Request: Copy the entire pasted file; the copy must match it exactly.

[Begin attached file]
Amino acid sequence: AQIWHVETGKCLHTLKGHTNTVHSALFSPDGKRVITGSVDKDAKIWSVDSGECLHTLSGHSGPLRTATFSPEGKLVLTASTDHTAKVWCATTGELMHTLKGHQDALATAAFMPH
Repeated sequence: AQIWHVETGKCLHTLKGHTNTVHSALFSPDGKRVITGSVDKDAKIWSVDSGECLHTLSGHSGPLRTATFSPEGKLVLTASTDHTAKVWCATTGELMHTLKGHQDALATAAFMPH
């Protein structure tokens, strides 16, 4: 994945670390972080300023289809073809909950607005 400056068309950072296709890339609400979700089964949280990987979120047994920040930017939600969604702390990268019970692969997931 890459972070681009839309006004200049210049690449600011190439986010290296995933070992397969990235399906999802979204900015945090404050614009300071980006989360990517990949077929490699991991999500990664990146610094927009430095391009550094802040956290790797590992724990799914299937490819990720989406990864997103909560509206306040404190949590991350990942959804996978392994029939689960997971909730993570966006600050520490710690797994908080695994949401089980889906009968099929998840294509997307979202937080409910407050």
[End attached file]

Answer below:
Amino acid sequence: AQIWHVETGKCLHTLKGHTNTVHSALFSPDGKRVITGSVDKDAKIWSVDSGECLHTLSGHSGPLRTATFSPEGKLVLTASTDHTAKVWCATTGELMHTLKGHQDALATAAFMPH
Repeated sequence: AQIWHVETGKCLHTLKGHTNTVHSALFSPDGKRVITGSVDKDAKIWSVDSGECLHTLSGHSGPLRTATFSPEGKLVLTASTDHTAKVWCATTGELMHTLKGHQDALATAAFMPH
């Protein structure tokens, strides 16, 4: 994945670390972080300023289809073809909950607005 400056068309950072296709890339609400979700089964949280990987979120047994920040930017939600969604702390990268019970692969997931 890459972070681009839309006004200049210049690449600011190439986010290296995933070992397969990235399906999802979204900015945090404050614009300071980006989360990517990949077929490699991991999500990664990146610094927009430095391009550094802040956290790797590992724990799914299937490819990720989406990864997103909560509206306040404190949590991350990942959804996978392994029939689960997971909730993570966006600050520490710690797994908080695994949401089980889906009968099929998840294509997307979202937080409910407050």